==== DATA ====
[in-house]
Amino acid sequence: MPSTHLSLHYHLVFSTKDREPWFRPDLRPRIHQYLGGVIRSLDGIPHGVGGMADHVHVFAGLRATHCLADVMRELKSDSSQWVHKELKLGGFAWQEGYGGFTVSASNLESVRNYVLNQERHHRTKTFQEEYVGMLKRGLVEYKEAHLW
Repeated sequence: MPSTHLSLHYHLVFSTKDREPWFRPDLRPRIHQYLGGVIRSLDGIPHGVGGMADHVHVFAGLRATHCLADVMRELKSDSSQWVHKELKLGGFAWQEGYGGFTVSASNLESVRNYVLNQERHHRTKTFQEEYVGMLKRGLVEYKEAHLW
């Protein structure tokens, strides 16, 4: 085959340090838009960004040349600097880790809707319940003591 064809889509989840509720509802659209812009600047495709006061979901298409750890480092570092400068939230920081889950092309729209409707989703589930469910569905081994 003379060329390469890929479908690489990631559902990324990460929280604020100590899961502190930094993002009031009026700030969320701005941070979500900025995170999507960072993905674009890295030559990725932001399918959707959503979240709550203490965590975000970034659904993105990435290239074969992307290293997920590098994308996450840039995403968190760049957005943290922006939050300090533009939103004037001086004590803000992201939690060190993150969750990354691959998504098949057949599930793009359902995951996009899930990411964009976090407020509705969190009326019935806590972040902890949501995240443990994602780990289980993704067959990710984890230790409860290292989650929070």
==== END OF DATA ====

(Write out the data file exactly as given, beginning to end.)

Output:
[in-house]
Amino acid sequence: MPSTHLSLHYHLVFSTKDREPWFRPDLRPRIHQYLGGVIRSLDGIPHGVGGMADHVHVFAGLRATHCLADVMRELKSDSSQWVHKELKLGGFAWQEGYGGFTVSASNLESVRNYVLNQERHHRTKTFQEEYVGMLKRGLVEYKEAHLW
Repeated sequence: MPSTHLSLHYHLVFSTKDREPWFRPDLRPRIHQYLGGVIRSLDGIPHGVGGMADHVHVFAGLRATHCLADVMRELKSDSSQWVHKELKLGGFAWQEGYGGFTVSASNLESVRNYVLNQERHHRTKTFQEEYVGMLKRGLVEYKEAHLW
């Protein structure tokens, strides 16, 4: 085959340090838009960004040349600097880790809707319940003591 064809889509989840509720509802659209812009600047495709006061979901298409750890480092570092400068939230920081889950092309729209409707989703589930469910569905081994 003379060329390469890929479908690489990631559902990324990460929280604020100590899961502190930094993002009031009026700030969320701005941070979500900025995170999507960072993905674009890295030559990725932001399918959707959503979240709550203490965590975000970034659904993105990435290239074969992307290293997920590098994308996450840039995403968190760049957005943290922006939050300090533009939103004037001086004590803000992201939690060190993150969750990354691959998504098949057949599930793009359902995951996009899930990411964009976090407020509705969190009326019935806590972040902890949501995240443990994602780990289980993704067959990710984890230790409860290292989650929070």